The situation quickly escalated, compounded by intemperate personalities, obstinate pride, and mutual misunderstanding. Tyng requested the ship be cleared for departure that afternoon but was denied since her paperwork was out of order. He then paid a visit to the port collector and tried to amend the manifest. The collector informed him that it was too late, because Tyng had already declared the vessel in ballast several days earlier, before she even arrived in port. Thus he was well beyond the 12-hour deadline to amend. Tyng lost his temper and shouted that he would “not submit to ridiculous formalities.” In response, the collector sent launches loaded with men to seize the Black Warrior’s cargo. He also imposed a $6,000 fine. Bulloch erupted when his ship was boarded, telling the Spanish officer in charge, “By forcibly opening the ship’s hatches and discharging her cargo … you have virtually annulled my authority as commander.” He hauled down the flag in a huff and departed with the crew and passengers for a nearby American merchant ship.
When news of the Black Warrior’s seizure became public, Southern politicians and newspaper editors urged a confrontation with Spain. Congress was then debating the Kansas-Nebraska Act, and national feelings over slavery were hardening. Amidst the fiery debate, Southern interests considered “the Black Warrior Affair” an insult to the American flag and a perfect excuse to invade Cuba. By their calculations, Cuba as a slave state with two senators and nine representatives would nicely counterbalance Kansas’ and Nebraska’s likely admission as free states.
Their cause was considerably aided by the rash actions of Pierre Soulé, the French-born American minister to Spain. Soulé was a pariah in European high society, a popinjay enamored of ruffled shirts and dress swords who had shot a French nobleman in a duel. As a former senator representing Louisiana, he was fervently pro-slavery, and when the American secretary of state informed him of the Black Warrior Affair he wasted no time in exceeding his authority to make haughty demands of the Spanish government. These included an indemnity of $300,000 and the dismissal of all Spanish officials who had played a part in the matter. Though he did not directly say so, he darkly hinted that the U.S. might declare war otherwise. Predictably, Spanish diplomats bristled, and several voiced their own bellicose thoughts.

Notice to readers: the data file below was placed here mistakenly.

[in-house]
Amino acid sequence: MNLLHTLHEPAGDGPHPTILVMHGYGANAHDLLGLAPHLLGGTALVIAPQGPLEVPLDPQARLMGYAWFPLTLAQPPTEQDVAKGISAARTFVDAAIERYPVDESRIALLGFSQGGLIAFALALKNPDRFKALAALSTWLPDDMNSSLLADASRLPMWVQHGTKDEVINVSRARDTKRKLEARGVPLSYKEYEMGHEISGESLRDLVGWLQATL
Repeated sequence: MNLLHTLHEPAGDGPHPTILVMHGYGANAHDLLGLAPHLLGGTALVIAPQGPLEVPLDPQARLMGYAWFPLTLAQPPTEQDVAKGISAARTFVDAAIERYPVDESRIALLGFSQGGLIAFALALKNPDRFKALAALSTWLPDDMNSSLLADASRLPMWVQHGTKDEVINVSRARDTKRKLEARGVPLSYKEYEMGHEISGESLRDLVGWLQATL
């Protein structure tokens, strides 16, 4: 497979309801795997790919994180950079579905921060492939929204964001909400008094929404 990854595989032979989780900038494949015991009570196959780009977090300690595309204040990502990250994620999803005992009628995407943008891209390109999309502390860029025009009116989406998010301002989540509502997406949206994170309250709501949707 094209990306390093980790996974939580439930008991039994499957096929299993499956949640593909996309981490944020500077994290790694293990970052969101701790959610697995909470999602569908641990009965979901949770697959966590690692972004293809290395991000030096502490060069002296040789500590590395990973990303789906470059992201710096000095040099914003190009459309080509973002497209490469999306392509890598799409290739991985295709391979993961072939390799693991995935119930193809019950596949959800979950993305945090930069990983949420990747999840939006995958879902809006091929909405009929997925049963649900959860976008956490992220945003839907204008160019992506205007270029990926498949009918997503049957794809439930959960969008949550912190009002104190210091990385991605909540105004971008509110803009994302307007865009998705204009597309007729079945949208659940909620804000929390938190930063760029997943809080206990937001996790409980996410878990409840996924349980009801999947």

Happily, after months of diplomatic correspondence, cooler heads prevailed. Neither President Franklin Pierce nor most U.S. congressmen wanted a costly foreign distraction, and the northern public was not as outraged as the Southern slaveocracy. Spain released the Black Warrior, returned the $6,000 fine, and eventually paid a $54,000 indemnity. The Black Warrior resumed her New York-Havana-Mobile route without further incident. Undaunted, Soulé coauthored the Ostend Manifesto on October 15, 1854. The document referenced the “unatoned” Black Warrior outrage and recommended the U.S. government acquire Cuba by purchase or, if Spain refused to sell (which they knew it would), by war. President Pierce and Northern public opinion instantly rejected the idea.
There would be no war with Spain over Cuba. Yet.
John S. Sledge is currently working on a book about Mobile and Havana’s centuries-long shared history.